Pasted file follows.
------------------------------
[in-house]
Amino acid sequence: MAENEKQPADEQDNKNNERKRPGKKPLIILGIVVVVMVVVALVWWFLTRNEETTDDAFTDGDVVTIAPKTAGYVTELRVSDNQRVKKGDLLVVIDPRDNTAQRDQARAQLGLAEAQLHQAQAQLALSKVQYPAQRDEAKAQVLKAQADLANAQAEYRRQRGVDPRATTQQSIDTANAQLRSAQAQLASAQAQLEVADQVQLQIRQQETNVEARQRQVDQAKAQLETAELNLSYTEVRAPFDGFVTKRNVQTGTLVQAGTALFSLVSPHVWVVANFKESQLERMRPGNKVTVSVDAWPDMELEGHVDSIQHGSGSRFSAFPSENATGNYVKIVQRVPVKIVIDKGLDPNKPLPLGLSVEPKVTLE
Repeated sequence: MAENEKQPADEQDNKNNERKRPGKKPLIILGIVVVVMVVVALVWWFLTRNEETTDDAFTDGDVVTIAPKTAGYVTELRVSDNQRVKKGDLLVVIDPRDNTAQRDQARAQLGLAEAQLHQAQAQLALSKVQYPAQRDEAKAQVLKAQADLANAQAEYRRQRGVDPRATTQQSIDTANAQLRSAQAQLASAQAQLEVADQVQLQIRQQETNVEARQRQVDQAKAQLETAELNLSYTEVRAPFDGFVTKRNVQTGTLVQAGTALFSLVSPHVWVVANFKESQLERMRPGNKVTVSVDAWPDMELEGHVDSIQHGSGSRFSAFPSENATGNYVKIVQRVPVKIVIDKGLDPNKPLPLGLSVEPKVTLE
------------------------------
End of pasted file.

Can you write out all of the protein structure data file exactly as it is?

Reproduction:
[in-house]
Amino acid sequence: MAENEKQPADEQDNKNNERKRPGKKPLIILGIVVVVMVVVALVWWFLTRNEETTDDAFTDGDVVTIAPKTAGYVTELRVSDNQRVKKGDLLVVIDPRDNTAQRDQARAQLGLAEAQLHQAQAQLALSKVQYPAQRDEAKAQVLKAQADLANAQAEYRRQRGVDPRATTQQSIDTANAQLRSAQAQLASAQAQLEVADQVQLQIRQQETNVEARQRQVDQAKAQLETAELNLSYTEVRAPFDGFVTKRNVQTGTLVQAGTALFSLVSPHVWVVANFKESQLERMRPGNKVTVSVDAWPDMELEGHVDSIQHGSGSRFSAFPSENATGNYVKIVQRVPVKIVIDKGLDPNKPLPLGLSVEPKVTLE
Repeated sequence: MAENEKQPADEQDNKNNERKRPGKKPLIILGIVVVVMVVVALVWWFLTRNEETTDDAFTDGDVVTIAPKTAGYVTELRVSDNQRVKKGDLLVVIDPRDNTAQRDQARAQLGLAEAQLHQAQAQLALSKVQYPAQRDEAKAQVLKAQADLANAQAEYRRQRGVDPRATTQQSIDTANAQLRSAQAQLASAQAQLEVADQVQLQIRQQETNVEARQRQVDQAKAQLETAELNLSYTEVRAPFDGFVTKRNVQTGTLVQAGTALFSLVSPHVWVVANFKESQLERMRPGNKVTVSVDAWPDMELEGHVDSIQHGSGSRFSAFPSENATGNYVKIVQRVPVKIVIDKGLDPNKPLPLGLSVEPKVTLE